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New Mexico State University

New Mexico State University

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'Bee' aware of swarms of bees

Though the Twilight Zone stage play is causing quite a stir, the latest buzz on the New Mexico State University campus is being produced by small cyclones of bees.

of bees have been spotted on campus. NMSU fire and police departments encourage the public to be aware of their surroundings.

"While swarming is supposedly more common in the spring, with our mild weather it can occur all year 'round," said Carol Sutherland, an NMSU Extension entomology specialist. "People can spot swarms of bees any day that is sunny, warm and relatively calm."

Swarming involves a massive movement of bees flying from a colony to a new destination.

While southern New Mexico is home to a variety of pollinators, the familiar European honey bees and Africanized honey bees are widely distributed in this area and are more likely involved in swarming incidents, Sutherland said.

Africanized honey bees were first documented in New Mexico in 1993 and are known to be in 10 New Mexico counties, nearly all in the southern part of the state.

"While European honey bees have been selected for gentle behavior by beekeepers, Africanized honey bees are wild and unpredictable whether they are in established colonies or in swarms," she said. "Once their swarm has settled and the queen has started a new colony, Africanized honey bees are likely to defend it vigorously and with little provocation."

Sutherland added: "Larger numbers of Africanized bees may chase you half a mile or so more compared to a colony of European honey bees. The European honey bees respond to intruders, but usually have a more limited attention span and settle fairly quickly."

Since they are closely related, people can't see the difference between Africanized and European honey bees with the naked eye.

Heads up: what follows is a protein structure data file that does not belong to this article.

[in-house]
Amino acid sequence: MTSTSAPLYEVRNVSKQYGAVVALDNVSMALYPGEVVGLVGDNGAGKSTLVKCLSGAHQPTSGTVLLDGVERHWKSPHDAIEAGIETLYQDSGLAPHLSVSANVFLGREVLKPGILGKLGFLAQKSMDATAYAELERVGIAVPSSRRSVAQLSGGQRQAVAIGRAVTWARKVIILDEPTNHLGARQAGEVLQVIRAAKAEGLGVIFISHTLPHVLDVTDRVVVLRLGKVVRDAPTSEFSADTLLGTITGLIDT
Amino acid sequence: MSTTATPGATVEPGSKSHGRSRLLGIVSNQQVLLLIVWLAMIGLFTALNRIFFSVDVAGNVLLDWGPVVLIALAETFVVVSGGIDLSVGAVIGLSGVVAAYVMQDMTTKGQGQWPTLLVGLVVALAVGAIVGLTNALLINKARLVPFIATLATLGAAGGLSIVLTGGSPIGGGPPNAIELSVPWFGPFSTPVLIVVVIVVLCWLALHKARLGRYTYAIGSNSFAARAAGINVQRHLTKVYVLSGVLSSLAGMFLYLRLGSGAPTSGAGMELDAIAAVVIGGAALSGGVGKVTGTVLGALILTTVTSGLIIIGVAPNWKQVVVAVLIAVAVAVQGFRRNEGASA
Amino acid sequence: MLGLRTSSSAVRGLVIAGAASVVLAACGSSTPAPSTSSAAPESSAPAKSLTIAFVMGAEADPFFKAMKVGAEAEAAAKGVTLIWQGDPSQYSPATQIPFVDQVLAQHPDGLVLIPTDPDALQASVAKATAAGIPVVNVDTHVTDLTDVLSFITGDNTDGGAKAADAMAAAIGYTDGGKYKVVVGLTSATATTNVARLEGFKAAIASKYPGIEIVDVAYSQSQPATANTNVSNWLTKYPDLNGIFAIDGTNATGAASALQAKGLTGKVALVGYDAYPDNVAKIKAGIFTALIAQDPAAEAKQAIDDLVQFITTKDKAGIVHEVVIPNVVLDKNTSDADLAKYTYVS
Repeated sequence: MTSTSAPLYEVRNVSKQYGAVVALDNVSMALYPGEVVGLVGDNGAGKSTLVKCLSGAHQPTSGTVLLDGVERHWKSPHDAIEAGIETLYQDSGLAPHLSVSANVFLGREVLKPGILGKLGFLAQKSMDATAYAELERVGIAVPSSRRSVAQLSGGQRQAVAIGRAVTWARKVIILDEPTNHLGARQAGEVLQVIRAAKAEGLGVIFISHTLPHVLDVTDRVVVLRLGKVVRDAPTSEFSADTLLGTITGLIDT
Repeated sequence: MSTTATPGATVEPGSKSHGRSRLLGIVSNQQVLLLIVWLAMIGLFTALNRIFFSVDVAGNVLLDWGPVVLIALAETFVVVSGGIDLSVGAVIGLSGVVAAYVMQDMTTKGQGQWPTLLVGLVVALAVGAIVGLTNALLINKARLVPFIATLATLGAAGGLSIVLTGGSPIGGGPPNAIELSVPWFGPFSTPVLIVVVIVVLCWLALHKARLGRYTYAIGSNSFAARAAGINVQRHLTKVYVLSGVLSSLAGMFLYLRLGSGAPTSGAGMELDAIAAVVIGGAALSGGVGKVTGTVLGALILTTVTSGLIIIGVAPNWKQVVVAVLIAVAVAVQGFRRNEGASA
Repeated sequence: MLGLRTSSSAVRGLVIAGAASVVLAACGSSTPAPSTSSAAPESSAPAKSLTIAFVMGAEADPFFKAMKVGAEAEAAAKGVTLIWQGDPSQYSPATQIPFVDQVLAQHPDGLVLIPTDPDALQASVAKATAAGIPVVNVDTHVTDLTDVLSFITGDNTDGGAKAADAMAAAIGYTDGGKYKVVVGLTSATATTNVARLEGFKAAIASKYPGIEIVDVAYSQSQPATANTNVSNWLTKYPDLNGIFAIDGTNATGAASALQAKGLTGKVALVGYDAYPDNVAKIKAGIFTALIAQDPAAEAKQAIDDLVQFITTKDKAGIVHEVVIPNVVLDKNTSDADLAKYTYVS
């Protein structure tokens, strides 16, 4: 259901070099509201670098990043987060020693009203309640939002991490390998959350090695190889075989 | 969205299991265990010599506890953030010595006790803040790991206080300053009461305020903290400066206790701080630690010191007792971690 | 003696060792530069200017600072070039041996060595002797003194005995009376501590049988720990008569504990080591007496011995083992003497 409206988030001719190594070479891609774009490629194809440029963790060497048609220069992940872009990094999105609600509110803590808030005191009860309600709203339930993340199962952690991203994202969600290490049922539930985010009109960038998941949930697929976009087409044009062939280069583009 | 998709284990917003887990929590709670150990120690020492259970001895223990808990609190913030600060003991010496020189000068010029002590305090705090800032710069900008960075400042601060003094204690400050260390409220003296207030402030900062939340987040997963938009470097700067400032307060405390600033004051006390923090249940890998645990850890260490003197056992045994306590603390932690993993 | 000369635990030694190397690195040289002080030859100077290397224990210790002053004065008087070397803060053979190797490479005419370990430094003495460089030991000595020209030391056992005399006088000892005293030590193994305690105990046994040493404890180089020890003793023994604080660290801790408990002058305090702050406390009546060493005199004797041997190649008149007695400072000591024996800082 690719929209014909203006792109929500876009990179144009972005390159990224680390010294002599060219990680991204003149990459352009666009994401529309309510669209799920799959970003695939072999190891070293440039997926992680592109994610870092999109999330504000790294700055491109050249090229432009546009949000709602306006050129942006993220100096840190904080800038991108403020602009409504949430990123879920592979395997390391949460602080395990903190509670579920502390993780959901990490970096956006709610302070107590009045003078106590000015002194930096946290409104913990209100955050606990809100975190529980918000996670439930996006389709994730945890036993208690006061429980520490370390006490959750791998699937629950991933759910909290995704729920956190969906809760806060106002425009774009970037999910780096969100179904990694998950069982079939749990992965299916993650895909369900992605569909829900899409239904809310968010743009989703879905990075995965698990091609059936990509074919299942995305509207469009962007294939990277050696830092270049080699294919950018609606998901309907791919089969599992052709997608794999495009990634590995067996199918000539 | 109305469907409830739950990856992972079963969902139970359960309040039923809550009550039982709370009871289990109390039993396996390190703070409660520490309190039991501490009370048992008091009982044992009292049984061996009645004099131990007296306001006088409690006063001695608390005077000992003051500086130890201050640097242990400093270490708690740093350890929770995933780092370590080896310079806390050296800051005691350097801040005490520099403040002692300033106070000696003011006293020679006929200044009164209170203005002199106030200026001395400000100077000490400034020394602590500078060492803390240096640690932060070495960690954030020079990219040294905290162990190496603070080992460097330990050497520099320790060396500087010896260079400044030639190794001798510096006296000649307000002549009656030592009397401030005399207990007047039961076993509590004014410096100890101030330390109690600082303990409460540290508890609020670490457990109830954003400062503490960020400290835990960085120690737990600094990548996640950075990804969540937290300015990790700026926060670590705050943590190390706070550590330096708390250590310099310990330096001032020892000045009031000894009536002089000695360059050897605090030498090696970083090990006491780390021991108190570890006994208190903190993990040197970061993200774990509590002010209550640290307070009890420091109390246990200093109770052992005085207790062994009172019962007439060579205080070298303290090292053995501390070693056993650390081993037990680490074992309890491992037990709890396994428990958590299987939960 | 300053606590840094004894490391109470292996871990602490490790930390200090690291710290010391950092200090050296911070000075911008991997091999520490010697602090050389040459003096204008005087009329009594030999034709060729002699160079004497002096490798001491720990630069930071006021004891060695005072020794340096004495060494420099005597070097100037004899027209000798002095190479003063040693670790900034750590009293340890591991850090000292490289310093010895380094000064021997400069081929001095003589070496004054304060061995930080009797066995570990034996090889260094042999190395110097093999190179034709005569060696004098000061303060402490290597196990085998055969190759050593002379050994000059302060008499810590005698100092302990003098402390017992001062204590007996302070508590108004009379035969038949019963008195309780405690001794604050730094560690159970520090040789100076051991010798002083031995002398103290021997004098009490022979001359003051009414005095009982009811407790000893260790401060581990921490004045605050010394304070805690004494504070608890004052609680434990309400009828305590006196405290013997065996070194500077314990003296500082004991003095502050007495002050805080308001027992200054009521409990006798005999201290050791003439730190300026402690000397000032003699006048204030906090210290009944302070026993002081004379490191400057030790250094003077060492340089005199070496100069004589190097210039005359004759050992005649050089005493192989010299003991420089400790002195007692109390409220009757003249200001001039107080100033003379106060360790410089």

To prevent an attack, you can follow some precautions: When you are outdoors listen for the sound of bees in the air, persistent buzzing may mean a hive or swarm is nearby; make a "bee patrol" around your home once or twice a week during swarming seasons; "bee proof" your home by filling in or repairing potential nesting sites such as tree cavities, holes in outside walls or roof lines; put screens on top of roof vents or drain spouts and over water meter boxes in the ground; and respect bees, leave them alone when they are pollinating flowers.

If a swarm or a bee colony has established on your property, don't remove it yourself. A licensed pest control company or bee removal service should be called.

Sutherland said if an attack occurs people should run away as fast as they can and seek shelter in a car or building. "If possible, while you are running, pull your shirt collar up to protect your neck and head, since that is where most of the injuries occur," she said. Call 911 once you are safe.

If you are stung, do not try to remove the stinger(s) with tweezers or your finger; this will squeeze more venom into your body. The best way to remove a stinger is to scrape it off with your fingernail or the edge of a dull knife, or try using a credit card or driver's license.

People need to seek emergency medical care immediately if they are stung multiple times or start to feel ill. Allergic reactions to bee venom can be fatal and occur quickly.

Sutherland said some indications of venom sensitivity are fainting, sweating, tunnel vision, intense itching, dizziness, development of hives or colored blotches on the skin, tightness in the throat or difficulty breathing.

For more information, contact Sutherland at (505) 646-1132.